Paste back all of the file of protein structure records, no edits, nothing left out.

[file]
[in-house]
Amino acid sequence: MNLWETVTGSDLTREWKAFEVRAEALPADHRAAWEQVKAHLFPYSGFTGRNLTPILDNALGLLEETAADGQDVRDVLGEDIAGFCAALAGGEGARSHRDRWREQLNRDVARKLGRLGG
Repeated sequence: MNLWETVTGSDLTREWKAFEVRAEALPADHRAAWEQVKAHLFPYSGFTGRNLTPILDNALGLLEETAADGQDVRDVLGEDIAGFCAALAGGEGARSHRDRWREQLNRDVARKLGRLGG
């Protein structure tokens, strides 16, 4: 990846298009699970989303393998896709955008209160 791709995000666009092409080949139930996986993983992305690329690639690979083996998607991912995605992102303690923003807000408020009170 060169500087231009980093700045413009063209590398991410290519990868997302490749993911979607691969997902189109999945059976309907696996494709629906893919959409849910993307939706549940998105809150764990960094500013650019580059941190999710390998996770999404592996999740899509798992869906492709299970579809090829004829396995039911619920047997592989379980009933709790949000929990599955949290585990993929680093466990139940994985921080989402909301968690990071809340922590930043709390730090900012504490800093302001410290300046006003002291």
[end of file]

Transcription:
[in-house]
Amino acid sequence: MNLWETVTGSDLTREWKAFEVRAEALPADHRAAWEQVKAHLFPYSGFTGRNLTPILDNALGLLEETAADGQDVRDVLGEDIAGFCAALAGGEGARSHRDRWREQLNRDVARKLGRLGG
Repeated sequence: MNLWETVTGSDLTREWKAFEVRAEALPADHRAAWEQVKAHLFPYSGFTGRNLTPILDNALGLLEETAADGQDVRDVLGEDIAGFCAALAGGEGARSHRDRWREQLNRDVARKLGRLGG
């Protein structure tokens, strides 16, 4: 990846298009699970989303393998896709955008209160 791709995000666009092409080949139930996986993983992305690329690639690979083996998607991912995605992102303690923003807000408020009170 060169500087231009980093700045413009063209590398991410290519990868997302490749993911979607691969997902189109999945059976309907696996494709629906893919959409849910993307939706549940998105809150764990960094500013650019580059941190999710390998996770999404592996999740899509798992869906492709299970579809090829004829396995039911619920047997592989379980009933709790949000929990599955949290585990993929680093466990139940994985921080989402909301968690990071809340922590930043709390730090900012504490800093302001410290300046006003002291």